When Terrorism Strikes, Black Lives Don’t Seem to Matter as Much



Of terrorism’s many destructive traits, none is more horrifying than its ability to unexpectedly snatch our normalcy from us. Recent attacks in Paris force us into somber, hug-your-loved-ones reflections: imagining the romantic, joyful energy of that city and its inhabitants suddenly shattered by the wholesale violence of others. That cruelty always unwraps the pure evil of such acts, since innocents have nothing to do with the political agendas of combatants. We’re saddened by the senseless loss of life in Paris, but we’re also angered by the intentional, vicious robbing of human lives.

Even as that sorrow connects us, media coverage of the event and mainstream discussion rip us further apart through selective focus. Paris, tragically, isn’t alone. After more than six months of presidential campaigning, months more of public anxiety over the Islamic State group’s spread and six combined primary debates … not one mention of the vicious spread of jihad in places like West Africa and how it’s inextricably linked with the crisis worldwide. More than a thousand people, as The Root has covered in recent weeks, have been massacred by suicide bombers in Nigeria since the election of its new president in February and alignment of the group once known as Boko Haram with the Islamic State.

Few dare rope that race elephant in the room and admit that media racism—whether intentional or not—can factor into newsroom decisions. But it’s an appropriate moment to remind a larger media-industrial complex that Islamic State-backed terror in Africa is of equal strategic value to what just happened in Paris. In fact, Boko Haram has just surpassed the Islamic State as the deadliest, most violent terror group worldwide.

But black lives in faraway places just don’t hold as much weight as European lives across the Atlantic pond. There shouldn’t be a difference: After all, like President Barack Obama just said “it’s an attack on all of humanity.”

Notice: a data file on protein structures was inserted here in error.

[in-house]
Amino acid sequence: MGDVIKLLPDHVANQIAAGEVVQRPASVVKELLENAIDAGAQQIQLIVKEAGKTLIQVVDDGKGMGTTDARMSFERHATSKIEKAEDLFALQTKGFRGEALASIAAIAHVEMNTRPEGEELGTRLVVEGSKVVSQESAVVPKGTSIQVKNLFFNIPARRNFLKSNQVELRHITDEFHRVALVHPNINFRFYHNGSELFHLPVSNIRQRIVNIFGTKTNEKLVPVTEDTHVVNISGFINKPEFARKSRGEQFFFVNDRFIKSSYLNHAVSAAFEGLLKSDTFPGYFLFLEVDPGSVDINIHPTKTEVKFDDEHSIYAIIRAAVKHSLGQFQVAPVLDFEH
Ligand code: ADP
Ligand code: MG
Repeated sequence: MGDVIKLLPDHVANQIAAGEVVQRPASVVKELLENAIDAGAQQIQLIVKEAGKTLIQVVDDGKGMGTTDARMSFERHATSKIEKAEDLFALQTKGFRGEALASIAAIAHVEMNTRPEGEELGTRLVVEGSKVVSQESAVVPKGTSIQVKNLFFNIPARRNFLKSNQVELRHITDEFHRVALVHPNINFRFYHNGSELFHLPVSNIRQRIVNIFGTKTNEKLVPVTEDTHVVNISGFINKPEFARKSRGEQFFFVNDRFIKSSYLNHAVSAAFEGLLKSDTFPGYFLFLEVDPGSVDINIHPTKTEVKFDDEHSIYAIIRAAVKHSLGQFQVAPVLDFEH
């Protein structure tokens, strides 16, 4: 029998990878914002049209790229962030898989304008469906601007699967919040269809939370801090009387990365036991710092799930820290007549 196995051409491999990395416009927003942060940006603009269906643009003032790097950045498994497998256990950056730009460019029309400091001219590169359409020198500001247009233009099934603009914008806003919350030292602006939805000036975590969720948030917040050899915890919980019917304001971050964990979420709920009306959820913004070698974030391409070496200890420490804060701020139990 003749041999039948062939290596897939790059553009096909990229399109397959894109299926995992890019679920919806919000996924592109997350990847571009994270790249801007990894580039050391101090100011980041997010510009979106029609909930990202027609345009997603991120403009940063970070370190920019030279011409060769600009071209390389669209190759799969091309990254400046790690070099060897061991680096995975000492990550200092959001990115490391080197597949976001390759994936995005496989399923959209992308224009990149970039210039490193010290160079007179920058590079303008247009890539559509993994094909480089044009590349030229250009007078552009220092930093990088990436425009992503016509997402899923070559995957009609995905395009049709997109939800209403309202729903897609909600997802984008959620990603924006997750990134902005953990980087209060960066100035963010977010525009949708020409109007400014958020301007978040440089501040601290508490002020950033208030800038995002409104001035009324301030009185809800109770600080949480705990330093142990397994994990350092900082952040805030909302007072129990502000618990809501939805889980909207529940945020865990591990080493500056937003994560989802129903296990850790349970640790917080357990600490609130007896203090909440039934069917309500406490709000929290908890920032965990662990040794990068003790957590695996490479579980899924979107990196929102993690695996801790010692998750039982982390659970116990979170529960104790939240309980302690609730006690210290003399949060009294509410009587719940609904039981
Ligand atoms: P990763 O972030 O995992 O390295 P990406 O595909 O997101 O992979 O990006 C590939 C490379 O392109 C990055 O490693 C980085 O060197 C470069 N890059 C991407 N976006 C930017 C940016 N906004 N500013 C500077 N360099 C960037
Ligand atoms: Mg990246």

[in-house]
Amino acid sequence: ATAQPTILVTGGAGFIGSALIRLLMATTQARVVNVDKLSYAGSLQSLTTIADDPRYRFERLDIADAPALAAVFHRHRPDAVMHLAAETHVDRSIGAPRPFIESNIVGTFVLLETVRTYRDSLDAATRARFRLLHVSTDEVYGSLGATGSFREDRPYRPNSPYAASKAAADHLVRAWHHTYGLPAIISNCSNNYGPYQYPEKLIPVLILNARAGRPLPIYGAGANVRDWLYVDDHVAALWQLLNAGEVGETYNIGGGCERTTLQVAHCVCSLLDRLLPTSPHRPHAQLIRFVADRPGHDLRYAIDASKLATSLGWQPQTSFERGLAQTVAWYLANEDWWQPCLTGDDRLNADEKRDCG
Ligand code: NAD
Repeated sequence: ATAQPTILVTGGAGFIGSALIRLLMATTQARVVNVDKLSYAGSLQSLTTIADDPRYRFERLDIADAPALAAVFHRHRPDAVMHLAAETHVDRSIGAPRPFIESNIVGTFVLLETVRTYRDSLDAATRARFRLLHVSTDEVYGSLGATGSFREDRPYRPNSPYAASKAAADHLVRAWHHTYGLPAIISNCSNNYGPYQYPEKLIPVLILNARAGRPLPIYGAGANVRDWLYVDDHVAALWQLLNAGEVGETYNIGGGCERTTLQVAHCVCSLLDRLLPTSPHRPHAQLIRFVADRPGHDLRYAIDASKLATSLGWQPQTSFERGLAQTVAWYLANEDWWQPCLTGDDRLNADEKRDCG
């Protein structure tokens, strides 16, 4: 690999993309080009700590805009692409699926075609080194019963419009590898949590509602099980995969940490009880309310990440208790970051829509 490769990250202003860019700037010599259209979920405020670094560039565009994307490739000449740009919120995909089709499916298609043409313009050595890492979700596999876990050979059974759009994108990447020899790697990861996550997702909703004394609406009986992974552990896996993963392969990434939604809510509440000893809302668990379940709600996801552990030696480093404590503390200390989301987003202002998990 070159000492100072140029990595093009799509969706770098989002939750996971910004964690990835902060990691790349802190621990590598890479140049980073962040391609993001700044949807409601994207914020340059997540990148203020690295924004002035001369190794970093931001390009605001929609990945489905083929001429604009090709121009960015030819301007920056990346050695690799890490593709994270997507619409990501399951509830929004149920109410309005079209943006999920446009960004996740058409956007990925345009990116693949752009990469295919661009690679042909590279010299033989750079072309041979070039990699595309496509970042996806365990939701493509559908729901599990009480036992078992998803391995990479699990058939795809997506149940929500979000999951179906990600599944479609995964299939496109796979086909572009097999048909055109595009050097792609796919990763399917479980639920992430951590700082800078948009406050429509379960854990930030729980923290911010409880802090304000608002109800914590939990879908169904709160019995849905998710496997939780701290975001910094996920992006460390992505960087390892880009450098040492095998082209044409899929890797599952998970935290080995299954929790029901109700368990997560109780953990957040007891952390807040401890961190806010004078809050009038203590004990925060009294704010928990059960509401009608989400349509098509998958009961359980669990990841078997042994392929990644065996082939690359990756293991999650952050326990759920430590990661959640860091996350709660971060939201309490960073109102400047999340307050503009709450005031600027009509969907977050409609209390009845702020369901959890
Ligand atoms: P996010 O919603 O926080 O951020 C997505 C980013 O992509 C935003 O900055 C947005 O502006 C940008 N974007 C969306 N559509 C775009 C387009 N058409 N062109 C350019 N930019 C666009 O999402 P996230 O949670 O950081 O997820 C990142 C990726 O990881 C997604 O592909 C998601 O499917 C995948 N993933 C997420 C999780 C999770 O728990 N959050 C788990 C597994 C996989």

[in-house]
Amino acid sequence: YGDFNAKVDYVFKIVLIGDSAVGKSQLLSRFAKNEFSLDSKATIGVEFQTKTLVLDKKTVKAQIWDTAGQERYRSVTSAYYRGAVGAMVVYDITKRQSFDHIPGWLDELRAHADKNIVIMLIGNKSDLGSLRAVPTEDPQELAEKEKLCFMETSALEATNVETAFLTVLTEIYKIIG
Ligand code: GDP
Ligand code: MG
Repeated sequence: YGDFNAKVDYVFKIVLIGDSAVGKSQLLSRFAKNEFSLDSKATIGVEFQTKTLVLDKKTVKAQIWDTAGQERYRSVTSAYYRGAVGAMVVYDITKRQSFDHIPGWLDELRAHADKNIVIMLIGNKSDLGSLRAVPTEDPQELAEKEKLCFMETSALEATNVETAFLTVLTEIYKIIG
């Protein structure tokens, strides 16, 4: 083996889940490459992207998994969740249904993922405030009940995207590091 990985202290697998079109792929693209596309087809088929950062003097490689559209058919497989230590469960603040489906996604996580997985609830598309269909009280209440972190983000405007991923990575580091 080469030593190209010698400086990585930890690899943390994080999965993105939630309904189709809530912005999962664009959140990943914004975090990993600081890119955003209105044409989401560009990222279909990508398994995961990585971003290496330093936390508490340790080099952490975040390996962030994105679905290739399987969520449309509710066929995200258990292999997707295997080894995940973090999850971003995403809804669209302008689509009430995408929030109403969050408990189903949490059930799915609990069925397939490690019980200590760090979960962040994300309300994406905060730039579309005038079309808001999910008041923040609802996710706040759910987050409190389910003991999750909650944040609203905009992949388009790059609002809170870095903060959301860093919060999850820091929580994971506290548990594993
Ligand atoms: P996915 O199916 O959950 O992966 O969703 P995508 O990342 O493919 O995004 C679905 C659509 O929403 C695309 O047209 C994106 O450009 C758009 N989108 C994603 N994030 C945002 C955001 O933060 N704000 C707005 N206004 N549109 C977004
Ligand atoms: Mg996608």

But he was talking about Paris.

Even the black president can’t shake the internalization—even if, to his credit, he’s already posted several hundred U.S. troops and drone bases in West Africa as a response to rising armed Islamist fronts there. Still, we’re all afflicted with it. When’s the last time your local urban drive-time show sent shoutouts and prayers to black Diaspora terror victims?

It’s an important issue, even as we mourn the loss of life in Paris: What’s the difference between that act in France last Friday night and the scores of deadly attacks by the same group in Nigeria over a stretch of months?

Not much, since ISIS (as everyone is calling it) has spread beyond the Iraq-Syria battle space and into sub-Saharan Africa through the spread of its modern franchise. So, contrary to popular notionsabout the conflict, the Islamic State is not just confined to the “Middle East and North Africa.” And when it hits, it’s not just in Europe.

When Boko Haram pledged its allegiance to the Islamic State in the spring, rebranding itself as the “Islamic State’s West Africa Province” or “Iswap,” the world should have paid closer attention. Bad enough that the Islamic State has gained a foothold in a shaky Middle East. It could get even worse if it gets its apocalyptic hands on a continent full of untapped lucrative resources and barely functional governments with no rule of law.